Key Points:

The new Government's decision to put the emissions trading scheme on hold pending a review came as a bolt from the blue.

Stakeholders had been led to expect that there would be some changes to the ETS but the proposal to pass legislation putting it on hold was completely unexpected.

The decision has thrown the emerging carbon market into disarray. It has undermined the recent launch of the New Zealand Stock Exchange's carbon trading platform, TZ1.

EcoSecurities, one of the largest promoters of emission reduction projects in the world, pulled out from the launch of its New Zealand business.

It has brought into doubt the forest sector's investment in large-scale carbon sequestration [storing carbon in forests].

According to one report it led an Asian investor to cancel a 25,000ha afforestation project. There are other indications that investment in new plantings has evaporated.

But more importantly, the decision does harm to New Zealand's clean green brand. It undermines our environmental integrity and makes us look silly on the international stage.

In a world sensitive to environmental performance, it may have consequences for marketing of our primary products and could well impact on our attractiveness as an international tourist destination. We really must walk the talk on environmental policy.

The Government should think again. Its pre-election commitment to review six areas of concern with the trading scheme is well understood and was properly signalled in advance. It is entirely appropriate to conduct that review via the proposed select committee process during 2009 with amending legislation (if required) passed before the end of that year.

Given that there are no sectors other than forestry actually in the emissions trading scheme until 2010 (when industrial processes and stationary energy join) there is therefore no need to put the scheme on hold. Doing so has no positive effects and, in addition to the negative ones signalled above, could drive up New Zealand's net emissions by deferring much-needed investment in tree planting.

We are already a long way from meeting our Kyoto targets. Further delay will increase the costs of meeting those obligations and that burden will be met by taxpayers.

The rest of the world has moved on and accepts the overwhelming evidence that human-induced climate change is happening and that the United Nations' International Panel on Climate Change is the authority on this issue.

As the counsel for EcoSecurities said recently in the Herald, "... to have come down here to launch a business and then to have to report to our directors that actually they are revisiting the science on climate change really doesn't help perceptions of New Zealand."

The suggestion that the emissions scheme could be replaced by a carbon tax is also unwelcome. A carbon tax was proposed earlier in the decade and opposed by many of the entities that are now supporting it.

It seems that some stakeholders will support any climate change policy so long as it's not the current one. Delay is clearly their objective which may reduce the costs of their transition but only by shifting it onto taxpayers.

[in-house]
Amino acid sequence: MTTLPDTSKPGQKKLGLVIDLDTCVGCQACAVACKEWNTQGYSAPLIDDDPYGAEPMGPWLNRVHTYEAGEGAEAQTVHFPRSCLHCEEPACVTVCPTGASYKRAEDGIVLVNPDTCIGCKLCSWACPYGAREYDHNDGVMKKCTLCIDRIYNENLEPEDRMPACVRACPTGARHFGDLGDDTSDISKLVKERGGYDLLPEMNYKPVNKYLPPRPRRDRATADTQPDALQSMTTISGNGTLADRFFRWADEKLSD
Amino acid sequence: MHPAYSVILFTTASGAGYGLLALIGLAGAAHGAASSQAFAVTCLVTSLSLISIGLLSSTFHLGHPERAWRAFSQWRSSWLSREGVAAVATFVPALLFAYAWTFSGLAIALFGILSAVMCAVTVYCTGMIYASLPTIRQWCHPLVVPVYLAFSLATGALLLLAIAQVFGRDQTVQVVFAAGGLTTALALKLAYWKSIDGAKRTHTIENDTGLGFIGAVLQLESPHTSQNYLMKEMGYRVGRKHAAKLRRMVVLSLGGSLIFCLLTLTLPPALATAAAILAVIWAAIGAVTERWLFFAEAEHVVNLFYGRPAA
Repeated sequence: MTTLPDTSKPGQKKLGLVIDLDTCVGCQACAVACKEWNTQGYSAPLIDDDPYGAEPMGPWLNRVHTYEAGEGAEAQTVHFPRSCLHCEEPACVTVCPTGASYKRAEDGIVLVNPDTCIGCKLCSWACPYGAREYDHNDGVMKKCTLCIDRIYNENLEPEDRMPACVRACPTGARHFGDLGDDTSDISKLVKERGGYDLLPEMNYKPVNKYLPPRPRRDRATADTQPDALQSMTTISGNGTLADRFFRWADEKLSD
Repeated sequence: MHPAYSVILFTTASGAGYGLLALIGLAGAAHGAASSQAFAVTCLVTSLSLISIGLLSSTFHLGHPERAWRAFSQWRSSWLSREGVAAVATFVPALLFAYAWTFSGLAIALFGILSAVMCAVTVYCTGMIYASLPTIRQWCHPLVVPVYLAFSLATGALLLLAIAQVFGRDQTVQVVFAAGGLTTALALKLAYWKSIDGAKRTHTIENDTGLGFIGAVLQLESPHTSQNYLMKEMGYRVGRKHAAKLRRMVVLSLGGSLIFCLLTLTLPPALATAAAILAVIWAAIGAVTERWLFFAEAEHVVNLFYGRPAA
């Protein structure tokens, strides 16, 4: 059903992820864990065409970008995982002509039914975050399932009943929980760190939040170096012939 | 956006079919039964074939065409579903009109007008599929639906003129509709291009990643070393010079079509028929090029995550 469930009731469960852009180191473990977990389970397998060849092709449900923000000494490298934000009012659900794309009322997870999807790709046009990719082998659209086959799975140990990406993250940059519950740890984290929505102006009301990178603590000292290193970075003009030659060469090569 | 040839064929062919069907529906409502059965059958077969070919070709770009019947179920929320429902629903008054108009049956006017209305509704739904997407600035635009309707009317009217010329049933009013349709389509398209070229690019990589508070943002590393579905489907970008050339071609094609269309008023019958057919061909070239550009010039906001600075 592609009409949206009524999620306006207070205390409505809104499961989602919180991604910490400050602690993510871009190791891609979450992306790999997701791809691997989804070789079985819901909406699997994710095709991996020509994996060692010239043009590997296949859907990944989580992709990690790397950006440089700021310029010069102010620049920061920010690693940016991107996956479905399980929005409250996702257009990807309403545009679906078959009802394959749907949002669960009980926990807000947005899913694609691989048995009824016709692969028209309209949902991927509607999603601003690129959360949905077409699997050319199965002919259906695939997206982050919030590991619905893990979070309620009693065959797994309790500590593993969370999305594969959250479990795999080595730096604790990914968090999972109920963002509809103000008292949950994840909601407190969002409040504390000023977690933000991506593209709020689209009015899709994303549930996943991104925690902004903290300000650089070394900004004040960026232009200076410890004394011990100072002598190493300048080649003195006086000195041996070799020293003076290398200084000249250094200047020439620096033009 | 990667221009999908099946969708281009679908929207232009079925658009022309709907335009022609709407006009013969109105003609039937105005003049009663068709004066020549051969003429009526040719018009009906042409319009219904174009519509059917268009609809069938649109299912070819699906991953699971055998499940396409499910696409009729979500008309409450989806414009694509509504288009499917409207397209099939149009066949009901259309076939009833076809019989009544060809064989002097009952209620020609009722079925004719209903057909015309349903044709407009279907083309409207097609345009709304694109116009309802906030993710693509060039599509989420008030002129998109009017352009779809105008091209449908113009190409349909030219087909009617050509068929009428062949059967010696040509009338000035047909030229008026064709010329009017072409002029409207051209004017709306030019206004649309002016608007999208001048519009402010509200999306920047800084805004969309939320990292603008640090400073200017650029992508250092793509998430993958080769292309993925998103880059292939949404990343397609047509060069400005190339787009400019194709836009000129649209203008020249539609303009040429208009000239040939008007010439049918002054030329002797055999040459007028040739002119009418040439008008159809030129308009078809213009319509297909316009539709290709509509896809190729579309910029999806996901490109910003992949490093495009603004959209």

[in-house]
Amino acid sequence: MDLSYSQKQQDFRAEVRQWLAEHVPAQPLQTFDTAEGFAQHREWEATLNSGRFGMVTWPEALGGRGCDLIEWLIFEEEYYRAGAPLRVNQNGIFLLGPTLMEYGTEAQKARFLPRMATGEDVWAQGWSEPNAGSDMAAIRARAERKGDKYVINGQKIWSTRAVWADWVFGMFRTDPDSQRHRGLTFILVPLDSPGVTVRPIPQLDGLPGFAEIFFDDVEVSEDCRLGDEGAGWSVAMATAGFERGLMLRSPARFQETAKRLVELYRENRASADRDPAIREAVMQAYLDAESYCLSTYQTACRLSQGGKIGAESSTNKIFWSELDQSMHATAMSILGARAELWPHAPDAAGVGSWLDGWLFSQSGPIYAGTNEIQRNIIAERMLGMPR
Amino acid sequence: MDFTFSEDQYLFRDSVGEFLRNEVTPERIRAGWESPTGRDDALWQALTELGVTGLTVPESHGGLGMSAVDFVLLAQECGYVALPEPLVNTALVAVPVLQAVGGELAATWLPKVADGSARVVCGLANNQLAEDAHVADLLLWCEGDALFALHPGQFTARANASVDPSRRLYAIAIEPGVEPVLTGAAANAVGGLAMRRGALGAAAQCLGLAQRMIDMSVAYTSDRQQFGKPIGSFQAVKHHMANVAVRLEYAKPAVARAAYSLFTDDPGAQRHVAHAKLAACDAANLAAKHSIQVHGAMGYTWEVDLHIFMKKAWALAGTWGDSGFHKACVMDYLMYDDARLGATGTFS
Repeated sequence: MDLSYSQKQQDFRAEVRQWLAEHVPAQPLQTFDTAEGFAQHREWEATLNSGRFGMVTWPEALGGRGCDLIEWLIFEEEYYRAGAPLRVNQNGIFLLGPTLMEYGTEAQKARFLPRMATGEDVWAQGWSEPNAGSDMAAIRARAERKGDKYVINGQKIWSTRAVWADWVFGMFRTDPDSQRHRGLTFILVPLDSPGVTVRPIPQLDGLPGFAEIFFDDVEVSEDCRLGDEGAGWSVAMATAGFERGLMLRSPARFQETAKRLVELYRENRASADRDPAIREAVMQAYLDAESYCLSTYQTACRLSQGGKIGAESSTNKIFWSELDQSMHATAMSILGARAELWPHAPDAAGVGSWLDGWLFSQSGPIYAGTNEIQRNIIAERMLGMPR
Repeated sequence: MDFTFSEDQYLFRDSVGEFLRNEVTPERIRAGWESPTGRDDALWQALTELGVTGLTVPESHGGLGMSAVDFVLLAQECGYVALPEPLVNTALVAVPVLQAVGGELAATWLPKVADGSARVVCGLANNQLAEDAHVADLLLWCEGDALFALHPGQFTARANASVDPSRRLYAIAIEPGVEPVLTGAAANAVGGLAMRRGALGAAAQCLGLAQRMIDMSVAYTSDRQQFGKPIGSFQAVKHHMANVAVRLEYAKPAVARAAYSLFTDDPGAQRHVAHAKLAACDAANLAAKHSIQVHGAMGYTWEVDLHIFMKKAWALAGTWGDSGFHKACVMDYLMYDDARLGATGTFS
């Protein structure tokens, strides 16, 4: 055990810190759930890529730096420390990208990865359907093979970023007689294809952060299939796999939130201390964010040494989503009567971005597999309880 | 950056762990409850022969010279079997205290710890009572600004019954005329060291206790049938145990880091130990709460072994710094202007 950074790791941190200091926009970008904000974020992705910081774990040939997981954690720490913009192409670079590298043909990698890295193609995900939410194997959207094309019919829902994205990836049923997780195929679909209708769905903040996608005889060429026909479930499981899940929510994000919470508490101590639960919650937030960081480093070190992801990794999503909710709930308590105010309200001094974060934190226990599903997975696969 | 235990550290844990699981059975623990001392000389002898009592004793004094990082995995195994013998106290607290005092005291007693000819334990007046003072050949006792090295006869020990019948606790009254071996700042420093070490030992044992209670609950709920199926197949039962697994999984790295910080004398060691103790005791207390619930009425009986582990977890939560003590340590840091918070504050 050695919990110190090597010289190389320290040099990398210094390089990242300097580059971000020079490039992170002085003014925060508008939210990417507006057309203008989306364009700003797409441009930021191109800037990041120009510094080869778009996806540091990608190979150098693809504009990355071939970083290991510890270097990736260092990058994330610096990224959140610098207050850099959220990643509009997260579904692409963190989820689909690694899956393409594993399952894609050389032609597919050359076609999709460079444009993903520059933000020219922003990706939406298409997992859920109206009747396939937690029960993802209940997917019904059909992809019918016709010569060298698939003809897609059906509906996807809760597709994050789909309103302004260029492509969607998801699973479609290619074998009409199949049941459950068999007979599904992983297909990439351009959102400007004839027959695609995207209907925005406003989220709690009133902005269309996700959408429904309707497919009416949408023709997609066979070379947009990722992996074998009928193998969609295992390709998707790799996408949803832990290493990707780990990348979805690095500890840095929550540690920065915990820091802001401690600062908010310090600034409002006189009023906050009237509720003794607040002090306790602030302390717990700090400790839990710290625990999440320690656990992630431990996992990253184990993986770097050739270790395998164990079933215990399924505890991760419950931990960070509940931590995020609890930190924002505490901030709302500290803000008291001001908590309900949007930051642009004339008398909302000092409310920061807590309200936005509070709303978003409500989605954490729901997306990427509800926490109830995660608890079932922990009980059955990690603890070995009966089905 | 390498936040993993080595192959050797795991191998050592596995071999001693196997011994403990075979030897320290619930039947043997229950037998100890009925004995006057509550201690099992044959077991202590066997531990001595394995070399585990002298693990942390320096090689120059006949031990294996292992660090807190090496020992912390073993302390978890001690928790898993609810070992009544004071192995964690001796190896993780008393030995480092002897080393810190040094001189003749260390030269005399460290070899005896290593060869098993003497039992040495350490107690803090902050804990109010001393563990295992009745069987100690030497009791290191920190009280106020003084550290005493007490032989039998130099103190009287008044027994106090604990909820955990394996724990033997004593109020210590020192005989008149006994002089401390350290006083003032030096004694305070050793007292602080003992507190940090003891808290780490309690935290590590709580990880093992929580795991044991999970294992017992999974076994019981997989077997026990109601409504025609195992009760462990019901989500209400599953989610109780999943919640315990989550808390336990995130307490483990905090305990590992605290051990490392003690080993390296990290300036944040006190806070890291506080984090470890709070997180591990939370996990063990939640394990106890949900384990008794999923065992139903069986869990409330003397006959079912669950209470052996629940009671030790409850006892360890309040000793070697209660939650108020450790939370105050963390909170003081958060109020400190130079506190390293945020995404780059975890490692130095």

A carbon tax is an arguably useful way of transitioning towards full-blown emissions trading. But New Zealand has moved past that point in its policy development. Emissions trading involving all sectors and all Kyoto gases is a more efficient way of finding least-cost emission reduction projects and giving a clear signal to investors.

Having carbon valued at the world price sets New Zealand up for later integration with other schemes in Australia, Europe and the United States.

It is noteworthy that President-elect Barack Obama said recently that he would support a cap-and-trade system - essentially an emissions trading scheme like New Zealand's. He would also establish strong annual targets to reduce emissions to their 1990 levels by 2020 and reduce them an additional 80 per cent by 2050.

Clearly we have important partners that see emissions trading as the preferred way to encourage the transition to a low carbon economy.

There is one other important point we wish to make. It is clear that New Zealand and much of the rest of the world is in or heading towards recession.

One way of getting out of that is for the Government to stimulate the economy by bringing forward infrastructure spending.

If we can bring some really smart thinking to the table, we can target that spending to projects that speed up New Zealand's emission reductions - things like retrofitting insulation in old housing stock; bringing forward geothermal and wind generation projects; electrifying commuter trains in Auckland; widely deploying emerging electric car technologies; improving the overall efficiency of the transport system and encouraging many other such investments in the private sector.

In our view the new Government needs to rethink its climate change policy. It is not in New Zealand Inc's interests to go down the pathway of further uncertainty.

This opinion piece reflects concurrence across business, the environment and forestry on the way ahead: Abandon the proposed legislative freeze. Allow the new emissions trading market to develop. And introduce a range of complementary policies to sit alongside and reinforce the emissions trading scheme.

* Peter Neilson is chief executive of the New Zealand Business Council for Sustainable Development. Gary Taylor is chairman of the Environmental Defence Society. Peter Clark is chief executive of P F Olsen Ltd.